6. "Discipline and train children with love."

"An old and true proverb states, 'As the twig is bent, so the tree is inclined.' The primary place for building a value system is the home. Our children are never lost until we give up on them. Love, more than any other thing, will hold them in the family fold. Punishment is not likely to do it. Reprimands without love will not accomplish it. Patience, expressions of appreciation, and that strange and remarkable power that comes with love and prayer will eventually win through. . . . The example of wise, fair, honest, and loving parents will do more than anything else in impressing on the minds of children the important principles they need to adopt in their own lives."

7. "Teach values to children."

"Teach children civility toward others. We have seen in the barbaric terrorism of September 11th the horrible price of a lack of civility.

"We can protect [society] against conflict between ethnic groups or religious or diverse groups of any kind. Let it be taught in the homes of our people that we are all children of God, and that as surely as there is fatherhood, there can and must be brotherhood. Conflict among the races and ethnic groups will fade when all of us recognize that we are all part of one great family, valued equally by the Almighty."

8. "Teach children to work."

"A little hard work breeds a greater respect for personal and public property." President Hinckley's next statement drew applause from the audience: "Graffiti would soon disappear if all those who sprayed it on had to clean it off."

9. "Read to and with children."

He said he felt sorry for parents who do not read to their young chldren, and for children who do not learn the wonders to be found in good books.

10. "Pray together."

"Parents should teach children to pray while they are young. . . . Can we make our homes more beautiful? Yes, through addressing ourselves, as families, to the Source of all true beauty. Can we strengthen our society and make it a better place in which to live? Yes, by strengthening the virtue of our family life through kneeling together and supplicating the Almighty in the name of His Beloved Son.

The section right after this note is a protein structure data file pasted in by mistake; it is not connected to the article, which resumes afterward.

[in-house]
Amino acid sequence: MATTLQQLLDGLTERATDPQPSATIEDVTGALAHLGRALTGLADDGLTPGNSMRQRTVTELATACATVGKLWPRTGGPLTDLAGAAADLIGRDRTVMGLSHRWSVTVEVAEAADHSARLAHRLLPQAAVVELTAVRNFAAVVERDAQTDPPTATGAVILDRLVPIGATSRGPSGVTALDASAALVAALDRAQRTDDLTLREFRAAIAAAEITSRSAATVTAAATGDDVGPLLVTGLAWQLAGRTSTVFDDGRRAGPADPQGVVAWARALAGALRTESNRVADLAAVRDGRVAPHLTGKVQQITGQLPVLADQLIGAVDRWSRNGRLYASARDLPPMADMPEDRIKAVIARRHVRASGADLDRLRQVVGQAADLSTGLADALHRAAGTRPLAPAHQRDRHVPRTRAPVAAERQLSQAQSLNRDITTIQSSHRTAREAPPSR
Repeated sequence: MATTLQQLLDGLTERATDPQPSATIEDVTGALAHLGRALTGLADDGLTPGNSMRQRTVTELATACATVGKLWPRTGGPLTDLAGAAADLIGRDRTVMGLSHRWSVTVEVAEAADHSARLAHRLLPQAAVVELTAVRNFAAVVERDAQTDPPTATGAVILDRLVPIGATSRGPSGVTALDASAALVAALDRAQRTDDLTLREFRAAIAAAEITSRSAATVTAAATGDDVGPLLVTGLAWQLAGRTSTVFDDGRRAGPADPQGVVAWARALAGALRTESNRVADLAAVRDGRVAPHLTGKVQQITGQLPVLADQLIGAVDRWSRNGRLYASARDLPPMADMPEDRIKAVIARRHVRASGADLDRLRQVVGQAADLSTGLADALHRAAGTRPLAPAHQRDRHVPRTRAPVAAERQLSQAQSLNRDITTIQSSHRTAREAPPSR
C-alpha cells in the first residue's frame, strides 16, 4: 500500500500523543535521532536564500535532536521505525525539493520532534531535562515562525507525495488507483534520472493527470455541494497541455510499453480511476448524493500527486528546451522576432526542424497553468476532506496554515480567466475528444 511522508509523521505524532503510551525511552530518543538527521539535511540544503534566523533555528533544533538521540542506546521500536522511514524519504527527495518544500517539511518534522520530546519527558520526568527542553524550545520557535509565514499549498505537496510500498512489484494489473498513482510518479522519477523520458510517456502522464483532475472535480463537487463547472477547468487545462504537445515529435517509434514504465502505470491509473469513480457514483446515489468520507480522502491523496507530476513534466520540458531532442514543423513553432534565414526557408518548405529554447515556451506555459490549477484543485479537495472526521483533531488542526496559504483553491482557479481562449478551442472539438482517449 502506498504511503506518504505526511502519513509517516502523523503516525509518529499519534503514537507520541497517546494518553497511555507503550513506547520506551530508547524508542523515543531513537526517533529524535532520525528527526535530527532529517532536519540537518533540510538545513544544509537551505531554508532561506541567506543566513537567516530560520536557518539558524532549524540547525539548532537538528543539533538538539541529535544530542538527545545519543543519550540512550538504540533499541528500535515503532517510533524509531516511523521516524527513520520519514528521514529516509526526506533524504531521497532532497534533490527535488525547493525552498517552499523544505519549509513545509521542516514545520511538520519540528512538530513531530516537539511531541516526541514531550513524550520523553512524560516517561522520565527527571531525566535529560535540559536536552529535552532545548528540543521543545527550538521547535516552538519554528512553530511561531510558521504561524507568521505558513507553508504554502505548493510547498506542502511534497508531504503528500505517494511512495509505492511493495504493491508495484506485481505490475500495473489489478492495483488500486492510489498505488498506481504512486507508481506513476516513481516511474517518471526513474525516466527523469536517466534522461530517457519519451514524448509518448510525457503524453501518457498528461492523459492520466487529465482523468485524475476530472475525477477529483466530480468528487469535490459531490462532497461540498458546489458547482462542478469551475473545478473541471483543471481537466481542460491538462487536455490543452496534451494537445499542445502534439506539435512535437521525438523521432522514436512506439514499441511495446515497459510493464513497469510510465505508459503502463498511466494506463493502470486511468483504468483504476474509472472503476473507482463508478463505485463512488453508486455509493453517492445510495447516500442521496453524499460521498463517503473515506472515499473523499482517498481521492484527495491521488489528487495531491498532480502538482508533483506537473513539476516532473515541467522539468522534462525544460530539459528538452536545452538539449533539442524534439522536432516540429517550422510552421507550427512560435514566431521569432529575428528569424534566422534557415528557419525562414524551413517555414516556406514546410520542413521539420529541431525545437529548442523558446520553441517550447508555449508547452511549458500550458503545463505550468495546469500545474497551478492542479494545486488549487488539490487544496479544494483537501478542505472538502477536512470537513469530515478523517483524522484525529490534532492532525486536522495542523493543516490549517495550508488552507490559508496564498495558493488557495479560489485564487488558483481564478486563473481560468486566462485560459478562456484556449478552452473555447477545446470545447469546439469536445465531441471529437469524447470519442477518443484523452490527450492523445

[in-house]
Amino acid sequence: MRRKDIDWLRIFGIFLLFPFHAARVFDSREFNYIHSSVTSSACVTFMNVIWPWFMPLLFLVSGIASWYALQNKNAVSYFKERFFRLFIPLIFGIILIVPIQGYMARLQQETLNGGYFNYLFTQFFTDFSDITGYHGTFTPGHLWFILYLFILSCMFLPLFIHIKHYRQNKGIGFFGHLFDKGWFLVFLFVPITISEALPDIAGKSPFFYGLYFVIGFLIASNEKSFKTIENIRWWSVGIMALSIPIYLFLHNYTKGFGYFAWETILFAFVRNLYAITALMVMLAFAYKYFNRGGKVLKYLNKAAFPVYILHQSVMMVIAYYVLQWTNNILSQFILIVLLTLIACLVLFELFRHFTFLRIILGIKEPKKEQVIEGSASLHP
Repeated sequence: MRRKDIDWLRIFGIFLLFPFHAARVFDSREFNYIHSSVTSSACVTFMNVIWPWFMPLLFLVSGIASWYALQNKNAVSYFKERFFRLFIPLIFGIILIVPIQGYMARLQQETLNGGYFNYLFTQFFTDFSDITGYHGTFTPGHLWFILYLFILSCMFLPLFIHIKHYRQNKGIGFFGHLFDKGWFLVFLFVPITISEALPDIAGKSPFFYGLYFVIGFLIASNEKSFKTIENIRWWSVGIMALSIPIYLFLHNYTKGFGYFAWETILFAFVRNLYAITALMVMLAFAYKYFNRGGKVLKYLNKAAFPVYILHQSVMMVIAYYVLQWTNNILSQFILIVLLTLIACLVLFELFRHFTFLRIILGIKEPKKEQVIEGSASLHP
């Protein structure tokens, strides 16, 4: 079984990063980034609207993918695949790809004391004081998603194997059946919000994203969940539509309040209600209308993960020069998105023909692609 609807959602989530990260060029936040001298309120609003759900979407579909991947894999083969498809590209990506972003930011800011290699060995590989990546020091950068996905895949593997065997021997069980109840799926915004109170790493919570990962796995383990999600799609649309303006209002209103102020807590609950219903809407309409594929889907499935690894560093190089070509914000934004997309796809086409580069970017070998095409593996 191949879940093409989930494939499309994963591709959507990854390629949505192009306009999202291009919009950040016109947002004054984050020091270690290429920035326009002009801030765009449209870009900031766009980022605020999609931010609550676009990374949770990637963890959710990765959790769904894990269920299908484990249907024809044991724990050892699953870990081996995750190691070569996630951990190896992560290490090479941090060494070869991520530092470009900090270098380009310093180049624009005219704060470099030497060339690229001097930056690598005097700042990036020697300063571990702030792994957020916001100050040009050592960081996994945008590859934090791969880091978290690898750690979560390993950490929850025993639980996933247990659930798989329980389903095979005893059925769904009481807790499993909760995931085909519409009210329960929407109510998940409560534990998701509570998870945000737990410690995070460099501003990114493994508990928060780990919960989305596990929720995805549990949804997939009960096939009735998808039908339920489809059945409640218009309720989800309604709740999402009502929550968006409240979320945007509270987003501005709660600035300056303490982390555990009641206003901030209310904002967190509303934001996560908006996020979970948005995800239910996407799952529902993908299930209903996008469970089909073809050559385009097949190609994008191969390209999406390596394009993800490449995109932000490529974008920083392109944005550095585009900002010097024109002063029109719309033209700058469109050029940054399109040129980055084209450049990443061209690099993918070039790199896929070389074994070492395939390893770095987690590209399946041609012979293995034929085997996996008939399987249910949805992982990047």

Concluding, President Hinckley said: "Society's problems arise, almost without exception, out of the homes of the people. If there is to be a reformation, if there is to be a change, if there is to be a return to old and sacred values, it must begin in the home, with parents instilling within children the virtues that will make them into strong, contributing members of society. . . .

"It is within families that respect for others is learned, that truth is best learned, integrity is cultivated, self-discipline is instilled, and love is nurtured. It is at home that we learn the values and the standards by which we guide our lives. It is at home that we come to determine what we will stand for."

The program began with the Utah National Guard posting the national and state flags and the Tabernacle Choir singing "The Star Spangled Banner."

Gov. Mike Leavitt and Mayor Rocky Anderson welcomed members of the convention to Utah and Salt Lake City, respectively. The invocation was offered by Iqbal Hossein, past president of the Islamic Society of Salt Lake City. Bruce Romer, president of the international association, conducted the meeting.

With music director Craig Jessop and associate director Mack Wilberg conducting, the Tabernacle Choir performed nine selections that featured hymns and patriotic songs. About a third of the way through its concert, the choir sang "America the Beautiful," after which members of the audience stood and applauded for about two minutes. The applause ceased only when Brother Wilberg turned to lead the choir in its next selection.

After the concert concluded, the choir performed "God Bless America," with the audience rising to join in singing the chorus.